Transfer students lose nearly half of the credits they attempt to bring to their new institution—and that’s just one of the many barriers they face. Only 23% of community college students who intend to attain a bachelor’s degree successfully earn a one within eight years, and many students accumulate unnecessary debt in the process.
In an effort to better support transfer students, East Carolina University (ECU) and 14 surrounding community colleges—including Pitt Community College (PCC)—partnered to make the process easier. Now, students at PCC who commit to at least 12 semester hours gain automatic admission to ECU after two years.
“They complete their associates degree here at PCC whether it’s in the associates of arts, associates of science, associates in fine arts, associates in engineering, then upon completion of that and completing all other admission requirements to ECU they are guaranteed admissions to ECU,” explains Thomas Gould, vice president of academic affairs at PCC.
This partnership also requires students to complete only one application after earning an associate degree and pay only one application fee. And students have access to ECU’s libraries, scholarship opportunities, and academic advisers.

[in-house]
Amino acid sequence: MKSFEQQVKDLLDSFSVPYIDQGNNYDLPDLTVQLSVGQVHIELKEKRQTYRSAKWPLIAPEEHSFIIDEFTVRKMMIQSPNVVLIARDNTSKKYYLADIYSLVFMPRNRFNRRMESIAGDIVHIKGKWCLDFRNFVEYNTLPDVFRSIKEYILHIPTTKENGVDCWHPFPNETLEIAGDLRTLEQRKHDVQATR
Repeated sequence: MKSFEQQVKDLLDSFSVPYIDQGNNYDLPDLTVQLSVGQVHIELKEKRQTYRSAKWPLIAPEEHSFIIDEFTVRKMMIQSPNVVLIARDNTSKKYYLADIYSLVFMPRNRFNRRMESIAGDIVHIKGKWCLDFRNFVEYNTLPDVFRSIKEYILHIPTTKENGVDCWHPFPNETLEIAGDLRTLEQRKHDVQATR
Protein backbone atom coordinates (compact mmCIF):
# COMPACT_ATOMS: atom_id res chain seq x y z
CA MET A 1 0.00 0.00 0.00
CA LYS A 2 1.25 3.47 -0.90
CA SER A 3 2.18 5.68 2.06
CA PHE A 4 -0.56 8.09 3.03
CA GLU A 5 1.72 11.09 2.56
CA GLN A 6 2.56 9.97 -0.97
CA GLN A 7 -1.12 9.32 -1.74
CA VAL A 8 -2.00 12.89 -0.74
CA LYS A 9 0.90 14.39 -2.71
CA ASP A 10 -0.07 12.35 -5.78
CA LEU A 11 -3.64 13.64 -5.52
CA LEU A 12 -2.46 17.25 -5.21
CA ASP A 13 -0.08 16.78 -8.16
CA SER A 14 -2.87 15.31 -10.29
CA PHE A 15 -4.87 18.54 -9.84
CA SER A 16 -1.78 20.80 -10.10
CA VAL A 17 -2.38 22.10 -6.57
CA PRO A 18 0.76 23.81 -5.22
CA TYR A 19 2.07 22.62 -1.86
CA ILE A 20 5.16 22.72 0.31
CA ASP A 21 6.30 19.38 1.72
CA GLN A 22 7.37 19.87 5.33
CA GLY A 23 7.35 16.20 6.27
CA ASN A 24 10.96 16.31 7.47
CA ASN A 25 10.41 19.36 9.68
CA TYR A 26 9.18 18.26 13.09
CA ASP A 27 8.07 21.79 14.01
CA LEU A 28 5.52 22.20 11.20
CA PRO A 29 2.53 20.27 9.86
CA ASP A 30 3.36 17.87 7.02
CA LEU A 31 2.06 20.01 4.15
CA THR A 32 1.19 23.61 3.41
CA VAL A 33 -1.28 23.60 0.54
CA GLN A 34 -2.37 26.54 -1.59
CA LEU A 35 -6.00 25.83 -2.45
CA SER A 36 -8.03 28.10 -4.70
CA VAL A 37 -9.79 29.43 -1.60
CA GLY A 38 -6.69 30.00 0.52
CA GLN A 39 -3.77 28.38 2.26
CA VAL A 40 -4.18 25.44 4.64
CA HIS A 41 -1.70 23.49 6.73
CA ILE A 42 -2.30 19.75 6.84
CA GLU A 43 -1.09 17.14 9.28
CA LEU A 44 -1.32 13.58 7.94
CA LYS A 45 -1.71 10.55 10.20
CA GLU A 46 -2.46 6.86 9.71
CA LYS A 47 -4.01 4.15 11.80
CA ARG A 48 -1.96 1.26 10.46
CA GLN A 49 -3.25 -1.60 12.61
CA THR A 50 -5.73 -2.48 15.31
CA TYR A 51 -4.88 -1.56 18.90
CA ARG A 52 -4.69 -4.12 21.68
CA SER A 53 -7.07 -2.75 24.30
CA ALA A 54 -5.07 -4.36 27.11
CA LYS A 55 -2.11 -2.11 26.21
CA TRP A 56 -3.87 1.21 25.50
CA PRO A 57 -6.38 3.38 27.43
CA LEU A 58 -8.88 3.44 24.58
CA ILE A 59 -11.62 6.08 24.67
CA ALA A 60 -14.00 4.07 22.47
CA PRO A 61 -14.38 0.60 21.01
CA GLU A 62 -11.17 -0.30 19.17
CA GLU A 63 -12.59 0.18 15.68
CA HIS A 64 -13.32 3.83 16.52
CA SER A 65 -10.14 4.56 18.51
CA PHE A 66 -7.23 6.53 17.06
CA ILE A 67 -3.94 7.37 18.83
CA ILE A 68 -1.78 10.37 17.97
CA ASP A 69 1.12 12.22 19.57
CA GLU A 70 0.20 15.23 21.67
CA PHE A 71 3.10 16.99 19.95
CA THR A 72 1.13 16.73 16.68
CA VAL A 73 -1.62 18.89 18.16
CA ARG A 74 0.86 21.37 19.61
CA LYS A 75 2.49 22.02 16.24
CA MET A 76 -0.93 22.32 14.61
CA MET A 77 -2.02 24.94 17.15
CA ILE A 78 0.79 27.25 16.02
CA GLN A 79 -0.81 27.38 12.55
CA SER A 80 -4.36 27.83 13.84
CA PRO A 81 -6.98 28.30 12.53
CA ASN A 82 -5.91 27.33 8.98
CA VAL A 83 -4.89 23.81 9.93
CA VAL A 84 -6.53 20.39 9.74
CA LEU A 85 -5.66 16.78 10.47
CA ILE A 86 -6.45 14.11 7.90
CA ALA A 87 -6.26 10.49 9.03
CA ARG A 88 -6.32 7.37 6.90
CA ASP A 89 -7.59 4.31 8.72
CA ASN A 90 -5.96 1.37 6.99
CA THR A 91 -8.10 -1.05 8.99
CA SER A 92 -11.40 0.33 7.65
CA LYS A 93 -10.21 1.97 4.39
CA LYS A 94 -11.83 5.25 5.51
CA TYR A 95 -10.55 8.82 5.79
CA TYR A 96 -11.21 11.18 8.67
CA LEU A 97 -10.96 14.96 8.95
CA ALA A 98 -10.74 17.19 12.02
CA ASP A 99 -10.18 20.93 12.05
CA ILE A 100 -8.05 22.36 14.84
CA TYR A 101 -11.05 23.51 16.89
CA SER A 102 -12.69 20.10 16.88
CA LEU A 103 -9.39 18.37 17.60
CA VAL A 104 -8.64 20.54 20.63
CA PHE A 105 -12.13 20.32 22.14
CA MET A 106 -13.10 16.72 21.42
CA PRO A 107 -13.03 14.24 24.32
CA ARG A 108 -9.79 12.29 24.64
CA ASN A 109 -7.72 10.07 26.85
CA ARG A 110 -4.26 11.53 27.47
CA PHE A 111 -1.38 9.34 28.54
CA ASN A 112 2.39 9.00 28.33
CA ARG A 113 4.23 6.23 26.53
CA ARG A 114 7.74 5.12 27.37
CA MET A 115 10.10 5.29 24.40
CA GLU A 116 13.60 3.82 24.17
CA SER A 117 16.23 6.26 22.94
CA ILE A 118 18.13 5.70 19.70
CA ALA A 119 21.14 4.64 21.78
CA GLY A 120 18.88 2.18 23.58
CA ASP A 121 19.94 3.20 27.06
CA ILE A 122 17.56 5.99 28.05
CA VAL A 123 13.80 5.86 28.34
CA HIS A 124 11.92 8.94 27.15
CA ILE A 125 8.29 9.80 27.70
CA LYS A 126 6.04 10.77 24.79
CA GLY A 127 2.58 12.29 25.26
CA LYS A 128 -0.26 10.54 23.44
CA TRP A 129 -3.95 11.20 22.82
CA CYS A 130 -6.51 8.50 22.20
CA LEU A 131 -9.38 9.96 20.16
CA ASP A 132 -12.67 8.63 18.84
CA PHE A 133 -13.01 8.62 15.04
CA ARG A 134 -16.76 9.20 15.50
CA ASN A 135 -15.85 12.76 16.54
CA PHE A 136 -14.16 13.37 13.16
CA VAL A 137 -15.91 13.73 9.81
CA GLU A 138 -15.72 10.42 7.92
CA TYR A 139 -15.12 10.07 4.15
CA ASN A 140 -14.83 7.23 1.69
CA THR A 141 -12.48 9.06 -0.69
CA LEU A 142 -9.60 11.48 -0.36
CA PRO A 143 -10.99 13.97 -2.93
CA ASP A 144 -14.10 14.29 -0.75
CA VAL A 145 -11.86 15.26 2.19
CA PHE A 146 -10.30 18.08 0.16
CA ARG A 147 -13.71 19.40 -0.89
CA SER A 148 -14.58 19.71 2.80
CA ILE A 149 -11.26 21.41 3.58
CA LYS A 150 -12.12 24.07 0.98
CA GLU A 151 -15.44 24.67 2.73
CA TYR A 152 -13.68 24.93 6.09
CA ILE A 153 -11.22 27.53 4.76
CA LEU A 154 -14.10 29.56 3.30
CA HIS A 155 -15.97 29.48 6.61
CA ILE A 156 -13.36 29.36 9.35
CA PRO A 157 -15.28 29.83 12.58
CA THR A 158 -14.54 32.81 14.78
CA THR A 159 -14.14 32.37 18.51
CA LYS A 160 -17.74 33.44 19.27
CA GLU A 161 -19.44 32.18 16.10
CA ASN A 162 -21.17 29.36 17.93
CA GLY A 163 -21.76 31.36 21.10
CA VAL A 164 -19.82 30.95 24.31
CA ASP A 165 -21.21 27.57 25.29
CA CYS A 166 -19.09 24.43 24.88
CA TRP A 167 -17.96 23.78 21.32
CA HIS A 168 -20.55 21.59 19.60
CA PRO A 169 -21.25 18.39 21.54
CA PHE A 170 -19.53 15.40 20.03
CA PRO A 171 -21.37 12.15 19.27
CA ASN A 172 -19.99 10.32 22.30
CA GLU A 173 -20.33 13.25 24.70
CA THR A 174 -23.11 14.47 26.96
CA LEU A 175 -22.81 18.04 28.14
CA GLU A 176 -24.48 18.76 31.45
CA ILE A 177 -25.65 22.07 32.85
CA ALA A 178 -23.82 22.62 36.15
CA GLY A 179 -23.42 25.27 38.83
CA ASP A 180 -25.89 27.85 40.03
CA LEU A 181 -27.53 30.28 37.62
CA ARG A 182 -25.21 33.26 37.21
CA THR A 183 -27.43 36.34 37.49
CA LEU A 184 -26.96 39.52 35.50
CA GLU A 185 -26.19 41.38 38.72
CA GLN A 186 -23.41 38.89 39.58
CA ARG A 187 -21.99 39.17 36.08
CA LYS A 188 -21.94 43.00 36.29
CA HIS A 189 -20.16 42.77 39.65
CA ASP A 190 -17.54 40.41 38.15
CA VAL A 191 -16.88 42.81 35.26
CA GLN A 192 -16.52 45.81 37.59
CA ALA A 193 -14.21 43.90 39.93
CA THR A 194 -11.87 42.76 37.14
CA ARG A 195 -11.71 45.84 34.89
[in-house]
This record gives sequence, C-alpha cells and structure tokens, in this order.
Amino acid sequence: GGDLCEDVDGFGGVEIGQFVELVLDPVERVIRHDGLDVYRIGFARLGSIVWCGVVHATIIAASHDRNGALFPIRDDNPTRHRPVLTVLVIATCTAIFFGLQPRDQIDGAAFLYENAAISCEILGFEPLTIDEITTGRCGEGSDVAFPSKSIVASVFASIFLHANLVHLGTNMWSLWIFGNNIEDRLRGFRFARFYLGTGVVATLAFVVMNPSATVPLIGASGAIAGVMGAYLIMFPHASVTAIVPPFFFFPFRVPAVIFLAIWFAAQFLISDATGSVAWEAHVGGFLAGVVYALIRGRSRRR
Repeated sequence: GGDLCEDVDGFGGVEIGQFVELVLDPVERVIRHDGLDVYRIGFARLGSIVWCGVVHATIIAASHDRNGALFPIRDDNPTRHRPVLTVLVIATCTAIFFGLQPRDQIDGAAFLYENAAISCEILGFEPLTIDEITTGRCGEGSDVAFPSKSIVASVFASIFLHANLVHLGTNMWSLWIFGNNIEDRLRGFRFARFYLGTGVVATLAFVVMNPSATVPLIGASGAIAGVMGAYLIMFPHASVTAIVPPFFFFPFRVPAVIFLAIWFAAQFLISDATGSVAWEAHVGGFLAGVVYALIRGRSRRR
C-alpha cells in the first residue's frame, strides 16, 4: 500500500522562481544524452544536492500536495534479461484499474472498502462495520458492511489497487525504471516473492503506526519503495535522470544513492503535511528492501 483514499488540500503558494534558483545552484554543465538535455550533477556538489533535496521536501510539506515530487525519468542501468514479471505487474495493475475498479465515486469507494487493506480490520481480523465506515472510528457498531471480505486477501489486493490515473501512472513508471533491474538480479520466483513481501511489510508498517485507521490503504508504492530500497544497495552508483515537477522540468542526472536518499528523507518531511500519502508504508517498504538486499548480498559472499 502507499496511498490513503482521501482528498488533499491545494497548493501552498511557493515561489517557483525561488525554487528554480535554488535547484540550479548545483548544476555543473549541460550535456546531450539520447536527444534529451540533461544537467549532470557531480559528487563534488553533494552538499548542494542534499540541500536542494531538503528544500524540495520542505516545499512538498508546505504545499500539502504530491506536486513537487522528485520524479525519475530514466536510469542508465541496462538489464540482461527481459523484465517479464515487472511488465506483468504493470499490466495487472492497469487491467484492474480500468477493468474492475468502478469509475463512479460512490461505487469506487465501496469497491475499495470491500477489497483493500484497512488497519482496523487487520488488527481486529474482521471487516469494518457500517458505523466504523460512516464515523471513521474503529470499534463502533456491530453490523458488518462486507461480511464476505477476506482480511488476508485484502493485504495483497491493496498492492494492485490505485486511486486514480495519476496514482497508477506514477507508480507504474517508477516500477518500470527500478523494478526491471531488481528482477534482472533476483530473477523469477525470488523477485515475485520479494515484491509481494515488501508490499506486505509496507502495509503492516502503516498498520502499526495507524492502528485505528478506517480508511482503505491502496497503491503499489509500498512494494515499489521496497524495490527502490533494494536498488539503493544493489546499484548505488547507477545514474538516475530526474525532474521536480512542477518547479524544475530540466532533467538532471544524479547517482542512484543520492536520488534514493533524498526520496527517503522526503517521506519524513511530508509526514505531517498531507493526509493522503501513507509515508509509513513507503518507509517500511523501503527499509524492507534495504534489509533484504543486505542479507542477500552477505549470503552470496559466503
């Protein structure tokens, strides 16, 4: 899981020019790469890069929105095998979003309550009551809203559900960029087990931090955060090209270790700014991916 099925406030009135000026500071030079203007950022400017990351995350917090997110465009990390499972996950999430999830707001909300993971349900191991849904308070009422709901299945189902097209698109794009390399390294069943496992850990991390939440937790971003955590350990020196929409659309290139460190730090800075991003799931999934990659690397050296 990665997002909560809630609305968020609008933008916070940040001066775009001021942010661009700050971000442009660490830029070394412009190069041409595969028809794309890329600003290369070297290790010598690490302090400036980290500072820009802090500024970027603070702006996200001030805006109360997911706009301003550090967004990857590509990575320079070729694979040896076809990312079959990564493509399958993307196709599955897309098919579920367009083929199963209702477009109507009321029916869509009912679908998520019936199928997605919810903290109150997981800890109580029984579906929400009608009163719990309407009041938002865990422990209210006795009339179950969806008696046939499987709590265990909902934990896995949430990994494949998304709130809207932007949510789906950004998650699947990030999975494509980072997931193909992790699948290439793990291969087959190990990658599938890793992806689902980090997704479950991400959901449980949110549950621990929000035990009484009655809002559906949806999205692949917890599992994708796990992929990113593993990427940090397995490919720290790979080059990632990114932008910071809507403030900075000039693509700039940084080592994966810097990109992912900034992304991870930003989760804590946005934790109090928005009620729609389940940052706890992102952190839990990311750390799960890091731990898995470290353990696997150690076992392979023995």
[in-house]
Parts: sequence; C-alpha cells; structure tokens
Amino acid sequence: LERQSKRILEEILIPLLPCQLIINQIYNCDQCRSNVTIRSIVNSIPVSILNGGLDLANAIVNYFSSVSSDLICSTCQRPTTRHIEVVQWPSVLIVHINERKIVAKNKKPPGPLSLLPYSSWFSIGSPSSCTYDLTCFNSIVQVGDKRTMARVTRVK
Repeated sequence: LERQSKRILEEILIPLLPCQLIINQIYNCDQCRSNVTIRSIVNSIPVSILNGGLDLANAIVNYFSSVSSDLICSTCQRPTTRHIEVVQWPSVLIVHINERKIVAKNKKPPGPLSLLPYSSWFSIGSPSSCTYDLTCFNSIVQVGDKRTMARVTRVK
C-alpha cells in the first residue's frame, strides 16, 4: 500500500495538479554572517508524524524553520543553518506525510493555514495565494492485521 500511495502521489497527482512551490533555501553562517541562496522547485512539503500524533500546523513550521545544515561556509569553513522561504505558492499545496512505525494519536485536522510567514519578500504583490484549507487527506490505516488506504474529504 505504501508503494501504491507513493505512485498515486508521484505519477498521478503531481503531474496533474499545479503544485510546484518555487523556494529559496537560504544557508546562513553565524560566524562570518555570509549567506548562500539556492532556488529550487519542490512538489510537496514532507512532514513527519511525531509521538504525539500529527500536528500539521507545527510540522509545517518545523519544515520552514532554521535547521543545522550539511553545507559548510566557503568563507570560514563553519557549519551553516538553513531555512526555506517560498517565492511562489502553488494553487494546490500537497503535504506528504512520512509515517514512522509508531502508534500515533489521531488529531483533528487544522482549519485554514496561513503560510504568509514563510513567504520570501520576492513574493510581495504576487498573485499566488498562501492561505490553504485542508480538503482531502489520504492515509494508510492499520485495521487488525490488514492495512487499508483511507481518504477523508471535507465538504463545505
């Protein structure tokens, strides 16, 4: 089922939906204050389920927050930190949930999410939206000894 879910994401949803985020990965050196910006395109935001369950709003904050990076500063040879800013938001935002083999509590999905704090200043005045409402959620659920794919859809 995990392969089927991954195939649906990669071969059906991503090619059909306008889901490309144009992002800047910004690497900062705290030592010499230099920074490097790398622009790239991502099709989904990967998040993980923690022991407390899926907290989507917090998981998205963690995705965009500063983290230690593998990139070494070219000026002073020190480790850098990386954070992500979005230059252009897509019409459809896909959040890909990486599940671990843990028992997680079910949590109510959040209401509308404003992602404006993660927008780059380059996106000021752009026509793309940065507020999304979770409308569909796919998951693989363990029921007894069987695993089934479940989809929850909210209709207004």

“They really are students at their home community college and ECU from the beginning,” notes Dr. Christopher Locklear, vice provost for academic success at ECU.
“Concurrent admission programs are popping up across the sector,” explains EAB director Christina Hubbard. “Though details vary, students are generally admitted to their community college and university at the same time. You can look at it as ‘conditional acceptance’: as soon as they complete the requirements, they make the transition to their four-year without having to re-apply. My hunch is that these programs will continue to expand.”
In fact, George Mason University (GMU) and Northern Virginia Community College (NOVA) are implementing a similar transfer partnership. Though the two colleges have had long-standing transfer agreements, they weren’t enough to ensure a smooth transition for students hoping to earn a bachelor’s degree from Virginia’s largest public university.
Now, students from NOVA can transfer to GMU after two years, saving students nearly a full year of tuition and fees. “We exist to serve our community, and we do that by being a top-notch research university and by providing access to the broadest segment of our population. We cannot do the second part without these guys,” explains GMU president Ángel Cabrera (Gann, WNCT, 6/9/18; Douglas-Gabriel, Washington Post, 4/3/17).